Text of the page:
Movie-focused social media site Letterboxd knows its users are mostly film geeks, so dropping movie references on the 404 page makes a lot of sense. The Fight Club imagery and inside joke (“Perhaps you imagined it?”) are on point for this audience, although it might be nice to have more link options than just “contact us.”

Make Them Smile

Light-heated 404 page from Gillette that says "Burn! the page you're looking for can't be found. We'll work ourselves into a lather to get it fixed."

Nobody’s claiming that the Gillette 404 page’s shaving cream wordplay is classic comedy. But it’s a perfectly light-hearted touch that takes a bit of the edge off of stumbling onto a broken link. Even better, the razor company offers multiple options for navigating to something more relevant, including shopping, heading to the home page, or just returning to the previous page and trying again.

Make a Game of It

Gamified 404 page from Blue Fountain Media that resembles a Pac-Man game

Come on, how’s anybody supposed to resist a 404-themed game of Pac-Man? This clever adaptation might not seem like an obvious choice for digital services company Blue Fountain Media, but think about it—if you’re in the market for a consumer-savvy, creative web services vendor, a memorable error page design like this is almost as good a sales pitch as they could make.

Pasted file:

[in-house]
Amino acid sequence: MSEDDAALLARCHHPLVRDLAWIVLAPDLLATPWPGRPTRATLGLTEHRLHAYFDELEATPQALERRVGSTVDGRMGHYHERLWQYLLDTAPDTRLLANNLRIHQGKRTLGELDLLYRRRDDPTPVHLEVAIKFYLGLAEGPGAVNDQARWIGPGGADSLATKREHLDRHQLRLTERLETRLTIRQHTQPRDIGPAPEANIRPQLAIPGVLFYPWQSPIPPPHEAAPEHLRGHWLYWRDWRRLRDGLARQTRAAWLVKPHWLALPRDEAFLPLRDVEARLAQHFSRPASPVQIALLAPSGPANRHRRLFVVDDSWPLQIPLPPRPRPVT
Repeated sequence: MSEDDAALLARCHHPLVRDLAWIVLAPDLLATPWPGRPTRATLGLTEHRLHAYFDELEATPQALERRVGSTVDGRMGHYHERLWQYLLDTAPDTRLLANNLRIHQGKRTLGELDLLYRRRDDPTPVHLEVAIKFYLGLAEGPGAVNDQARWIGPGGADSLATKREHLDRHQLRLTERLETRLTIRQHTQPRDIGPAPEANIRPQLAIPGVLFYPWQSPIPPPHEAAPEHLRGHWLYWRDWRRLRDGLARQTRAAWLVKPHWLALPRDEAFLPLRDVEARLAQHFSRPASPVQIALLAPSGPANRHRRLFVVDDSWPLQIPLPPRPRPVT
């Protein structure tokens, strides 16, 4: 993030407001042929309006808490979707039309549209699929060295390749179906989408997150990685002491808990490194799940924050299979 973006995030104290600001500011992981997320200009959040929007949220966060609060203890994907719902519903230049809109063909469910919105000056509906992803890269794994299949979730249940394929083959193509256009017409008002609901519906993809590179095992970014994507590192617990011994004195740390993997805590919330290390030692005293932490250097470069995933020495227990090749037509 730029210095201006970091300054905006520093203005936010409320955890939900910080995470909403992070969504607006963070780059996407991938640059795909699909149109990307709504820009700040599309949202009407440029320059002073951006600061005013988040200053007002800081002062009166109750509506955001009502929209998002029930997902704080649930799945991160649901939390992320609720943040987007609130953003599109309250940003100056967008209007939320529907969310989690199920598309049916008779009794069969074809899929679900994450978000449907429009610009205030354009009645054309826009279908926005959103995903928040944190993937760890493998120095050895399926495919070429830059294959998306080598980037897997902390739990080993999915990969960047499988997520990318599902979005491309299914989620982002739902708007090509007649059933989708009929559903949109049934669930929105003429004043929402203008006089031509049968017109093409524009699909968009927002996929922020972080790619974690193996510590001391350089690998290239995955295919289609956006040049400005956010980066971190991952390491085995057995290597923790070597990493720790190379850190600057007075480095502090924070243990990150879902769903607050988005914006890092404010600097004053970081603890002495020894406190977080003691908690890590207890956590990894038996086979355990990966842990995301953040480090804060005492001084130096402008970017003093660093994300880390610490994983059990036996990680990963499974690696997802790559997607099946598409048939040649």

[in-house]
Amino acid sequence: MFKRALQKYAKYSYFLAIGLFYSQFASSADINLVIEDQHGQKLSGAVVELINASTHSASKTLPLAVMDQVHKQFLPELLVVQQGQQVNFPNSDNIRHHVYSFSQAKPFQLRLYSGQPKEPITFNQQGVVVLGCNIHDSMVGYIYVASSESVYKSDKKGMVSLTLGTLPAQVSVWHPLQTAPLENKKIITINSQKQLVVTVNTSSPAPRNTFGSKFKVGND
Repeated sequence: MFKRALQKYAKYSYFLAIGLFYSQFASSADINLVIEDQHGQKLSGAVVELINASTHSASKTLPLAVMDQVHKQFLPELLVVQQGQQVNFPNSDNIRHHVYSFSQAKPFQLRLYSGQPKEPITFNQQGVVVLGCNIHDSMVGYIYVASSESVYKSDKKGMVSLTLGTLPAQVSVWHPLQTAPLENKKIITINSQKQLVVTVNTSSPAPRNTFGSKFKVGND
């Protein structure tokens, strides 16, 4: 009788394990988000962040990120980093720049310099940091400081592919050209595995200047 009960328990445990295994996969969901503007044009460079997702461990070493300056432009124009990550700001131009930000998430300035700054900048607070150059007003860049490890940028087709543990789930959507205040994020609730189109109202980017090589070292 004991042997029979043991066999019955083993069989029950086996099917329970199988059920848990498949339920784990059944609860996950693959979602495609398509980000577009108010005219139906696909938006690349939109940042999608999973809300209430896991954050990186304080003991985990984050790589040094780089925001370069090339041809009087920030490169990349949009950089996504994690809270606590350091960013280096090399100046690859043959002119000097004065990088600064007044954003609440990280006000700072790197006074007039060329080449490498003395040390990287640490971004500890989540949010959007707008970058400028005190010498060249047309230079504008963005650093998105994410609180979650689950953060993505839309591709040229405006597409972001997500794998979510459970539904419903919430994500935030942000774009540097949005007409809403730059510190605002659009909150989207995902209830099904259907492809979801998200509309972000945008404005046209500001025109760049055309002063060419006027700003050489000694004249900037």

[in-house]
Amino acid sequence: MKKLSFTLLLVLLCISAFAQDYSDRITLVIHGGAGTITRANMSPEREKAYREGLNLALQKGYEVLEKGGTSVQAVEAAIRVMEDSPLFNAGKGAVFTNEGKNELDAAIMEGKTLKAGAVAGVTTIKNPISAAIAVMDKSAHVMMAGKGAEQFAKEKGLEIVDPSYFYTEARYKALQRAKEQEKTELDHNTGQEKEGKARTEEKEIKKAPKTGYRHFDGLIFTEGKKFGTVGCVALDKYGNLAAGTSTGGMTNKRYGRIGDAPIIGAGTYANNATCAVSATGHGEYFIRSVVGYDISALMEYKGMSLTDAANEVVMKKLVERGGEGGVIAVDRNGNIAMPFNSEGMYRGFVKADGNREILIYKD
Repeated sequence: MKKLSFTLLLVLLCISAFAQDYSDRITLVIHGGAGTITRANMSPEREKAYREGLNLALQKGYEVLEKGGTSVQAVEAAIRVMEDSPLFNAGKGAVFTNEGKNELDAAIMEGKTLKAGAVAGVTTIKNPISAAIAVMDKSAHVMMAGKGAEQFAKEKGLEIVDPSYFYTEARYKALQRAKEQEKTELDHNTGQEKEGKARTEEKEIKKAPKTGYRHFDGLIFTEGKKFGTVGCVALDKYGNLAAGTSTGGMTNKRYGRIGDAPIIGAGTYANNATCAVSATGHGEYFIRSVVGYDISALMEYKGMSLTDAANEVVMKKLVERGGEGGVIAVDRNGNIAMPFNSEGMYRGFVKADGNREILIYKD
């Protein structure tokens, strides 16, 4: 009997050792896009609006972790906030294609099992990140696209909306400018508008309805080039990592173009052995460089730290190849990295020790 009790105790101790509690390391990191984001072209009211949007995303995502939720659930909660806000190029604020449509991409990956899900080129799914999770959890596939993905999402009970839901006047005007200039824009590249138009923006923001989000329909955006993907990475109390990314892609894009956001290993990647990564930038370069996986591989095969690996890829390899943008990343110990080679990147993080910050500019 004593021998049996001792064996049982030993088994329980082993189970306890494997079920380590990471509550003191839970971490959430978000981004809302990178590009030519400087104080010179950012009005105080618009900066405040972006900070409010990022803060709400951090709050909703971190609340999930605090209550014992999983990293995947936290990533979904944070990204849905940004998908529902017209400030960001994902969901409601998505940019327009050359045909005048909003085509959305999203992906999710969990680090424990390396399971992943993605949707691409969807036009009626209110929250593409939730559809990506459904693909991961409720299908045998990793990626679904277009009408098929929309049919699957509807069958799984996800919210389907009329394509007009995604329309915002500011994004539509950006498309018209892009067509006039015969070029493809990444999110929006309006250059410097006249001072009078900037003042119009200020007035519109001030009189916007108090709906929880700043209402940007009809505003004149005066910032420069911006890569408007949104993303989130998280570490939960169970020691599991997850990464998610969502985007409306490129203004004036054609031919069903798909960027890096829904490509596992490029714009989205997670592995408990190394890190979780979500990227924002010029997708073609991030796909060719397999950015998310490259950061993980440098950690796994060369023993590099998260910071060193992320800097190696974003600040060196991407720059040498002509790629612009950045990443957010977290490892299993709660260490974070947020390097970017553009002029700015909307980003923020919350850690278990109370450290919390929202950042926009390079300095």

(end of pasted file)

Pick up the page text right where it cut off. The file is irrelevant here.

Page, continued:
Play to Your Strengths

Functional, clever 404 page from National Public Radio that displays articles about famous people and things that have gone missing

If anything is on-brand for National Public Radio, it’s thought-provoking content delivered in an unassuming package. This 404 page looks pretty plain at first glance. It’s functional, maybe slightly boring, until you notice that the links at the bottom all lead to stories about people and things that have famously gone missing. That’s a suitably witty approach to an error page for an organization known for both in-depth research and a dry sense of humor.

Make It Useful

Simple, functional 404 page from airbnb that offers links to frequently visited pages